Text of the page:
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Ask an expert - body

356 questions

 Interestingly enough, the issue of treating children is very much a live one in the BAcC at the moment. Our members have always treated children, but over the years there has been an increasing recognition that children are not the same as little adults. Specialist courses have developed, and the BAcC has now recognised that there are expert levels of practice which might entitle a member to advertise themselves as an expert in treating children. The guidelines which will underpin this are not quite ready for publication, and so at this point we cannot give out the names of members who might meet these standards.

 However, if you use google with your location, 'acupuncture' and 'children' we are fairly confident that you will quickly identify someone local to you who has undertaken specialist postgraduate training. That is not to say that the ordinary BAcC member cannot treat children, only that someone who makes the treatment of children a focus in their practice is likely to have greater experience about dealing with children and recognising the patterns of disease unique to children.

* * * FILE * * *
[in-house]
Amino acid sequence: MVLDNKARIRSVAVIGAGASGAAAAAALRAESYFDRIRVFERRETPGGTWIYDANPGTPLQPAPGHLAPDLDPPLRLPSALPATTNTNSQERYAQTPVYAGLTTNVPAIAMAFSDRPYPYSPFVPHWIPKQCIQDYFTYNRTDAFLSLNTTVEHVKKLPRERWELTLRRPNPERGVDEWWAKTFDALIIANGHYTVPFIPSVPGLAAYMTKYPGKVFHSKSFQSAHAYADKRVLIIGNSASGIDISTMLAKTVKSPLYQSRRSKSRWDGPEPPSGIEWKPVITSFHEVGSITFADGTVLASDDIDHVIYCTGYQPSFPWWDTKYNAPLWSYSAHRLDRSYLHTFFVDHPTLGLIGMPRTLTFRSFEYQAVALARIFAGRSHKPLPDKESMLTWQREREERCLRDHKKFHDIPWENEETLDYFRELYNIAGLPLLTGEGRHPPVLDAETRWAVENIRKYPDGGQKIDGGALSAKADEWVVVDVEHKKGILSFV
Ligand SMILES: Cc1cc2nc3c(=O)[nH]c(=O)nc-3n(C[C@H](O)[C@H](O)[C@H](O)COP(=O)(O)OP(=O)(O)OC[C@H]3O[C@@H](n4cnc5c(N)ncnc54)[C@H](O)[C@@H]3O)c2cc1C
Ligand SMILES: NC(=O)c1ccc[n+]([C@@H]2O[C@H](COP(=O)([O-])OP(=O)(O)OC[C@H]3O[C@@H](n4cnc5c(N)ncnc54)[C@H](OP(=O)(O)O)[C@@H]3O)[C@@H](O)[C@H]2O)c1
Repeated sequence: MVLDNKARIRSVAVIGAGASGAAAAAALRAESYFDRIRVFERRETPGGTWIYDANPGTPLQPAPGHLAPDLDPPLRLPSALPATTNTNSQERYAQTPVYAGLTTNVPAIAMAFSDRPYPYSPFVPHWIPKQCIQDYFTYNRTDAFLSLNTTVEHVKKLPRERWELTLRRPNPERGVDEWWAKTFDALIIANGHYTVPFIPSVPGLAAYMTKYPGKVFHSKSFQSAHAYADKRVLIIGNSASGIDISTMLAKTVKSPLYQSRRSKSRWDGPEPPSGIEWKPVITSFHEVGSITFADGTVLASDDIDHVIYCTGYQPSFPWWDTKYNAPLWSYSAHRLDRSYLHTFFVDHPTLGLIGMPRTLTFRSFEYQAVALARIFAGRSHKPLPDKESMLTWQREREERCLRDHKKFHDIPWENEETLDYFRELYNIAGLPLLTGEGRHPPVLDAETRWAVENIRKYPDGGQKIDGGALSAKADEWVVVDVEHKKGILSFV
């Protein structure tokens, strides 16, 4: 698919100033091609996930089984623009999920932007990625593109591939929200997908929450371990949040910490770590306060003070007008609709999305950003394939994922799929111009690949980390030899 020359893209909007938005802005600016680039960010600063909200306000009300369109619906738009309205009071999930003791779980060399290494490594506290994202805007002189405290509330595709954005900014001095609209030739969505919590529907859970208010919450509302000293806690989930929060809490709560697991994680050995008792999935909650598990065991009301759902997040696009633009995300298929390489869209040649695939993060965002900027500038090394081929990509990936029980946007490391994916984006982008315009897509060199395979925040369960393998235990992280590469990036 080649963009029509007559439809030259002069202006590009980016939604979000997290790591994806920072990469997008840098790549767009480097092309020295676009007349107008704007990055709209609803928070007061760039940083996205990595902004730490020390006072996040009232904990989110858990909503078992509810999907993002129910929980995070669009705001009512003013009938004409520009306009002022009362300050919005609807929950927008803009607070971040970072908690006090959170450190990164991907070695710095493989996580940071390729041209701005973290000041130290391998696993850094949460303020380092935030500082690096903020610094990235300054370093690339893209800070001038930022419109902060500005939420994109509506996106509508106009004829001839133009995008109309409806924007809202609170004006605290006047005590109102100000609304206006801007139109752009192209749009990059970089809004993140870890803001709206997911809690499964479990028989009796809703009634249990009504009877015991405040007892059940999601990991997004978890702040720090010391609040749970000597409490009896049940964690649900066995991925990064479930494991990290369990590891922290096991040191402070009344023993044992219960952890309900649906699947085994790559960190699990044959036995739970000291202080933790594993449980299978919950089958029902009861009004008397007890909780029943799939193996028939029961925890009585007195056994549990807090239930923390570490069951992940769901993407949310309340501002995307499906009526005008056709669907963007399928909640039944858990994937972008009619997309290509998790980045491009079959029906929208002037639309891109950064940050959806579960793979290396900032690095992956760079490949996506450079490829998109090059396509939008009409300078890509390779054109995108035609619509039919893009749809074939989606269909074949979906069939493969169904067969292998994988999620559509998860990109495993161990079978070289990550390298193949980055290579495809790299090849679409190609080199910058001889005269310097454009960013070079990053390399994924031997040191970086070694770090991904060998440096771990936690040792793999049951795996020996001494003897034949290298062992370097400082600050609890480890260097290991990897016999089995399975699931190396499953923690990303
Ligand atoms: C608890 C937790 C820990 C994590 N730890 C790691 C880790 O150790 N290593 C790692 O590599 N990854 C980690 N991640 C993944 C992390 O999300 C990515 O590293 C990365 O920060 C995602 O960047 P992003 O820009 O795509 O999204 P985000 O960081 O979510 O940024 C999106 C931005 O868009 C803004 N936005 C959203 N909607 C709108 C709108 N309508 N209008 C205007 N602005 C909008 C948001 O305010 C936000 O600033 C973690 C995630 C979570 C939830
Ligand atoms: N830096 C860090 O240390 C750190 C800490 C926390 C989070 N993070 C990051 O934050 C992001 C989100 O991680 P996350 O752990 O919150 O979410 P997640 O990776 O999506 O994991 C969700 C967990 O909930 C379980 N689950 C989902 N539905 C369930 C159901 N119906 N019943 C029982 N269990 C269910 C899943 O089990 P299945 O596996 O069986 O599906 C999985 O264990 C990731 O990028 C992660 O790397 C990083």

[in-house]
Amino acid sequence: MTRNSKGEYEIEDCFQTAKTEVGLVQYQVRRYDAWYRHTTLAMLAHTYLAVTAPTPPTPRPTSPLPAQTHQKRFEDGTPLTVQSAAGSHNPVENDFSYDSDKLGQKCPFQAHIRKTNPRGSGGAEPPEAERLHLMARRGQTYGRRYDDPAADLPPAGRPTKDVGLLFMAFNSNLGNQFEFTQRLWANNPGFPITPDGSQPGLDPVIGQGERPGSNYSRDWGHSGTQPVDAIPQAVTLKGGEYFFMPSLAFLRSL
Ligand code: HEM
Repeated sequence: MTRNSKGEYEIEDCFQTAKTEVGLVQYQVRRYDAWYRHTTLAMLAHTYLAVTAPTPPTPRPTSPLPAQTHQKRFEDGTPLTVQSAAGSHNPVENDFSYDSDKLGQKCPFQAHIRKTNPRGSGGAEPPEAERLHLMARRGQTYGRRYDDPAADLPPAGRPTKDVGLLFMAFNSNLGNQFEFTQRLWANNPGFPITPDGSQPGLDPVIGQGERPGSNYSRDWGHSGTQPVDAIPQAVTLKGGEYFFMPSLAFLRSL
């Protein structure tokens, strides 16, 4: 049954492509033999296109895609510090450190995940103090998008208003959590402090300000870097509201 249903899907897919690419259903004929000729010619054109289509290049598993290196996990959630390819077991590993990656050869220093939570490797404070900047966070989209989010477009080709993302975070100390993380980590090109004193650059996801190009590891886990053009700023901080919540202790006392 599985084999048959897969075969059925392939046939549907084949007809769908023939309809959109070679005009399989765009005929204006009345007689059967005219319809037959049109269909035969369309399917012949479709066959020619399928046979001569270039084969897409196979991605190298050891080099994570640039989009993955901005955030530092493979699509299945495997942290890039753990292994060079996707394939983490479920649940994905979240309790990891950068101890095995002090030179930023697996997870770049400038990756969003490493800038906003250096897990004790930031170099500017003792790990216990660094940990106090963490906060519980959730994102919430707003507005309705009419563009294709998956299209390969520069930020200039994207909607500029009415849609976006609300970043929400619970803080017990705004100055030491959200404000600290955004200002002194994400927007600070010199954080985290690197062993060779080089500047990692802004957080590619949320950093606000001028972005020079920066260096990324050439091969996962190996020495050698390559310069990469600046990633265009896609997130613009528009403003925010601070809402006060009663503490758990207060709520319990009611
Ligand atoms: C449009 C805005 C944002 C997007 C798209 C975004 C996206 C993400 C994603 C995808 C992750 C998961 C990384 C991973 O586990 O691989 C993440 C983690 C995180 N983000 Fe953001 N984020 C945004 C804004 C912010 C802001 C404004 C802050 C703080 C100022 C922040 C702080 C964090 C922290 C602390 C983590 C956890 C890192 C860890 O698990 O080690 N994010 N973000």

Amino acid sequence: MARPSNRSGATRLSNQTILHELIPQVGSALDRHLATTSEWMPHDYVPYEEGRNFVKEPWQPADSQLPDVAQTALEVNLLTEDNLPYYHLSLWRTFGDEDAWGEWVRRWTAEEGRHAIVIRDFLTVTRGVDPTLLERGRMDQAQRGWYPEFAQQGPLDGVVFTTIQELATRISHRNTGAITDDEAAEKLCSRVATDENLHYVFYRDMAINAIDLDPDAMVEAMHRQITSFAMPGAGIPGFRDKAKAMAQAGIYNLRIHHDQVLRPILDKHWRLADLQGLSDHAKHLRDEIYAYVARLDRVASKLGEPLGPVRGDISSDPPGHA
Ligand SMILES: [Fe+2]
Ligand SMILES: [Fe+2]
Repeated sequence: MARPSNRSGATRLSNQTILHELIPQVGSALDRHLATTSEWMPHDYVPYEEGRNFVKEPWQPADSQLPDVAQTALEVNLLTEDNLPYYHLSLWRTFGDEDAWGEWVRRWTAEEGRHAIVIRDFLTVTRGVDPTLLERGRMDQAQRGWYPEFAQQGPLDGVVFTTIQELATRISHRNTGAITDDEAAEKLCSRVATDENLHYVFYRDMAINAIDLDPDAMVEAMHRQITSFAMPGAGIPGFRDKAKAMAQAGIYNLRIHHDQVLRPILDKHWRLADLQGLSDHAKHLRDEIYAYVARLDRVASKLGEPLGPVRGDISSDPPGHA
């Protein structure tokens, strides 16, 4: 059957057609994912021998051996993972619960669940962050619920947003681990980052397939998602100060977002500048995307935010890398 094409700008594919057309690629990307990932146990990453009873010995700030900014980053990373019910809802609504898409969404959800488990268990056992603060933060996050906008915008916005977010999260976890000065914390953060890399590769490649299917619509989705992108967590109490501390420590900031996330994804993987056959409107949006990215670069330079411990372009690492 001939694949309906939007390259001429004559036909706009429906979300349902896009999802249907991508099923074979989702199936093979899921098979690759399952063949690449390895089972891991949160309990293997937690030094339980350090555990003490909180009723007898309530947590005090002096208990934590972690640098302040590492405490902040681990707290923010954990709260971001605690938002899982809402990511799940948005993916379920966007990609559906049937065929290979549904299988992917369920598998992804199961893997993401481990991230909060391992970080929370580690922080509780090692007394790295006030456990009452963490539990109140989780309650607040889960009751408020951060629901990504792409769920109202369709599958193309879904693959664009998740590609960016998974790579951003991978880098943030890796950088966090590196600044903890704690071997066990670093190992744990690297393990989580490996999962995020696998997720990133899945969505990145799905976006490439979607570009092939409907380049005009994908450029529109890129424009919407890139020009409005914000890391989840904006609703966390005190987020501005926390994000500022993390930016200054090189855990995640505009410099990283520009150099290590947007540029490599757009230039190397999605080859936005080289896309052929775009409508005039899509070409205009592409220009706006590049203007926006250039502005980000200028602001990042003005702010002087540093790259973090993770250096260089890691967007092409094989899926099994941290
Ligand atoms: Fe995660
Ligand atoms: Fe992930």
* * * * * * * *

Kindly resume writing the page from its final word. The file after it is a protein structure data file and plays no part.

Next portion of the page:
Using google will also very rapidly identify the two or three major course providers for paediatric acupuncture, and some of these provide drop down lists of practitioner by area.

It is also commonly held view in the profession that skin problems are particularly benefited by herbal medicine, and finding someone with this additional string to their bow might be an advantage. Our members are often very helpful at directing prospective patients to members within their area whom they know personally and trust as experts in their field, and if all else fails you could almost certainly get a good steer from a practitioner local to you.

This remains the best advice that we can offer. We have checked the research databases to see if anything further has been published than the studies reported in our factsheet

https://www.acupuncture.org.uk/a-to-z-of-conditions/a-to-z-of-conditions/eczema-and-psoriasis.html

but the evidence is a little thin. However, it would be fair to say that the trials which have taken place are not always accurate reflections of how we treat people, so the fact that results are not that impressive doesn't surprise us.